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Why are some animals harder to clone than others?


Reproductive Cloning Isn't Easy
Bernann McKinney is the first person to buy a commercially cloned pet. Scientists at Seoul National University cloned her deceased pit bull terrier.
Bernann McKinney is the first person to buy a commercially cloned pet. Scientists at Seoul National University cloned her deceased pit bull terrier.
Kim Jae Hwan/AFP/Getty Images

Before we get into why dogs have proven to be one of the hardest mammals to clone so far, let's go over the basics of reproductive cloning. The most common type of reproductive cloning is called somatic cell nuclear transfer (SCNT). Let's say we plan to clone a male golden retriever named Archie. With SCNT, you begin by extracting an egg from a female golden retriever. You remove the nucleus from that egg, which contains the DNA. Then, you take a cell from Archie and remove that cell's nucleus as well. You inject the nucleus from Archie's cell into the donor egg. Next, apply electricity to the nucleus and egg to fuse the two together, mimicking the union of sperm and egg in natural reproduction. The electricity also stimulates cell division, forming an embryo. Finally, you implant that embryo into a female dog's uterus, thus impregnating her. When the surrogate dog gives birth, you have an adorable puppy clone of Archie.

But creating an Archie clone isn't as simple as it sounds. First, getting the egg from a female dog can be troublesome because dogs don't experience regular ovulation cycles like humans. Although hormones can jumpstart ovulation in humans, canines don't respond to such treatments [source: Gorner]. Not only must scientists wait for dogs to go into heat, the eggs stay mature for just a few hours, leaving a brief window of opportunity for extraction [source: Kiem]. If scientists do manage to extract an egg, a coating of fat makes it difficult to remove the nucleus. Consequently, since 2005, only around 40 dogs have been cloned [source: Kiem].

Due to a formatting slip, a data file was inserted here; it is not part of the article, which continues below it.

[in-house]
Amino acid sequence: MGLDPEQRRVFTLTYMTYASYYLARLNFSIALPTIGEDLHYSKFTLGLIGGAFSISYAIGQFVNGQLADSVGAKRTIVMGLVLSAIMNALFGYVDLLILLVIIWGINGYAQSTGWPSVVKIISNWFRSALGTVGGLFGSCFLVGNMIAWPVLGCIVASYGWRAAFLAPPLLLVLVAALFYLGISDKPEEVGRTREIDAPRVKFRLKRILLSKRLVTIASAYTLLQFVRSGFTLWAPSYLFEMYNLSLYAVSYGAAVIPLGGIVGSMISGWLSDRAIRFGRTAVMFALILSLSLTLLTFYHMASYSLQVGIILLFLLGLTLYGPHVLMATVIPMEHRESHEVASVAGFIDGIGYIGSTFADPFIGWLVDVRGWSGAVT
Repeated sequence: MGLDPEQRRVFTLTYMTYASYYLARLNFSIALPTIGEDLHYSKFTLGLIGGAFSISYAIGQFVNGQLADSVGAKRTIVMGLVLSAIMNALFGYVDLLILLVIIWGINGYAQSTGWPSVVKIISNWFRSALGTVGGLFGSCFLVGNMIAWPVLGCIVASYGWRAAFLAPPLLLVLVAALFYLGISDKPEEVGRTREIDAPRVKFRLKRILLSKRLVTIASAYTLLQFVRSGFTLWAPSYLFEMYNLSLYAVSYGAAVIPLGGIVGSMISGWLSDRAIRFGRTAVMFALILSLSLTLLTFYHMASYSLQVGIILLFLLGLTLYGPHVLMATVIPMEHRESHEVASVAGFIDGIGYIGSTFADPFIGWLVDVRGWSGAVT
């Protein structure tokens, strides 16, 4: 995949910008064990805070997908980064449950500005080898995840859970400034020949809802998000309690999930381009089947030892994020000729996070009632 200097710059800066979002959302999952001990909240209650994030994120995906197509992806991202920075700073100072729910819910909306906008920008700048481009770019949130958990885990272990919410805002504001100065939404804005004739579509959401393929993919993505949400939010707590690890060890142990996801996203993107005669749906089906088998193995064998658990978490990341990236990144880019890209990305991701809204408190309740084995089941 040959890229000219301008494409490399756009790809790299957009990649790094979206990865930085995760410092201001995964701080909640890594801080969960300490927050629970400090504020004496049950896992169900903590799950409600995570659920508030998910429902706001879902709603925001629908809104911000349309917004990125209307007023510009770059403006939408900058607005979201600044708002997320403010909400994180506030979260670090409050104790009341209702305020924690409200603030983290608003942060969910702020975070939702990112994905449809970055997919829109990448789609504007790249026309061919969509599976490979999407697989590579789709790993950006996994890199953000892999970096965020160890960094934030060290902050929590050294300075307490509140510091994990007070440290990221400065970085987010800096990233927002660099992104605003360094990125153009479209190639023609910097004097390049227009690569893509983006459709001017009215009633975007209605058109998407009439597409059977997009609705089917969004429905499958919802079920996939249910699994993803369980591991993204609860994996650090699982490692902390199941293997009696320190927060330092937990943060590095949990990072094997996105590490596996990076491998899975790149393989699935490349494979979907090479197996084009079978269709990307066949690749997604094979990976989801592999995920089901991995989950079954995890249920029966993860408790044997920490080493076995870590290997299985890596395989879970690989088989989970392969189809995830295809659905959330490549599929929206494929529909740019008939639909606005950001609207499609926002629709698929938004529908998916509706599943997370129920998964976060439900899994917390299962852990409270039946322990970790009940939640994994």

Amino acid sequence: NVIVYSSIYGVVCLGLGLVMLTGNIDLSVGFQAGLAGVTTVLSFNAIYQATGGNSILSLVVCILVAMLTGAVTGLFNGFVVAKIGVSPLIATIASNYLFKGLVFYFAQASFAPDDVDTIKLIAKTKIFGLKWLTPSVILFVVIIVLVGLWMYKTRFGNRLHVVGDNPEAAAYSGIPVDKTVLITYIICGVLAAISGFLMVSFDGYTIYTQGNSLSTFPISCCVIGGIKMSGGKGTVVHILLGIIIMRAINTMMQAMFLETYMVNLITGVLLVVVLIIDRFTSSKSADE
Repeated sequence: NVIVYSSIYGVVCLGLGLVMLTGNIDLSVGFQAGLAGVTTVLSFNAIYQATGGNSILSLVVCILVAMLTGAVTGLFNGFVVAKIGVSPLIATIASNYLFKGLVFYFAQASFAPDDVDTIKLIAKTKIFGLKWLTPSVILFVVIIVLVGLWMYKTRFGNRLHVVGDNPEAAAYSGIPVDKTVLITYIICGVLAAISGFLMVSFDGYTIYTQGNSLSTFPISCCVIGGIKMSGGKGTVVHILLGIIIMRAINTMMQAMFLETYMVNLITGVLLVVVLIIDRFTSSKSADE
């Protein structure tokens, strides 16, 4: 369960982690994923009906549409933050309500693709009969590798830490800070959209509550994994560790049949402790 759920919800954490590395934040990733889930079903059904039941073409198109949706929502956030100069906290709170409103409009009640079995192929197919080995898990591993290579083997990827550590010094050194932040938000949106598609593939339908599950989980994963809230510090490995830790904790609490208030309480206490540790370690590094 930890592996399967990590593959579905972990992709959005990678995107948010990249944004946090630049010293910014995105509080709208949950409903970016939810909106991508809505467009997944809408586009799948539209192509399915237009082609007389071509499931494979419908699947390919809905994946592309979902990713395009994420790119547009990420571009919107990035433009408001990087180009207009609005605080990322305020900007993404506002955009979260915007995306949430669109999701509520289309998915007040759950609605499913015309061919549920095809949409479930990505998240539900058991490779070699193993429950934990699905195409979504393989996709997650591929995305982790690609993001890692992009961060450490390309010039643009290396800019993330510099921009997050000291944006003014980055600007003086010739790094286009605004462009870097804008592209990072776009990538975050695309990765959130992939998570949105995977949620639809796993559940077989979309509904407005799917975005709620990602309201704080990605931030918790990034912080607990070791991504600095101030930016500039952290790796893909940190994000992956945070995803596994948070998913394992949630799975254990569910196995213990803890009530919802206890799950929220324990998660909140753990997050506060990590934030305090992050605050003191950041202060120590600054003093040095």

Although primates go through more regular ovulation cycles compared to canines, monkey cloning has remained a difficult feat for at least four years. After performing SCNT, the embryos still wouldn't properly develop. Then, in 2003, a group of scientists at the University of Pittsburgh School of Medicine made an important discovery while studying the cloned embryos of rhesus monkeys. They realized that during SCNT, monkey cells lose two key proteins involved in cell and chromosomal division [source: Graham].

A few years later in 2007, a team of American scientists realized that the dye and ultraviolet light, sometimes applied to the rhesus monkey egg during nucleus extraction, can harm it. By instead applying polarized light (light waves that vibrate on one plane) in a process the researchers coined Oosight, the eggs stayed healthy, allowing the scientists to finally clone the rhesus monkey embryos [source: BBC]. However, none of the cloned embryos they implanted in female monkeys survived to birth.

With the U.S. Food and Drug Administration's (FDA) recent safety approval of meat and milk from cloned cows, goats and pigs, livestock clones could be big business in the near future. But what about chickens? A handful of biotechnology companies have jumped on cloned chicken research, but haven't been able to make it happen. Because chickens lay their eggs externally, SCNT doesn't work. Once a hen lays an egg, the nutrients necessary for development are already inside the shell. Even the tiniest incision to extract and replace the nucleus for SCNT would prohibit the embryo from developing into a chick.

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­The time and expense researchers pour into every successful cloning story highlights the delicate nature of the science. Combine that with each species' unique reproductive system, and it makes sense that the list of cloned animals isn't too long. Overall, when it comes to baby making, it looks like nature has a leg up on technology.


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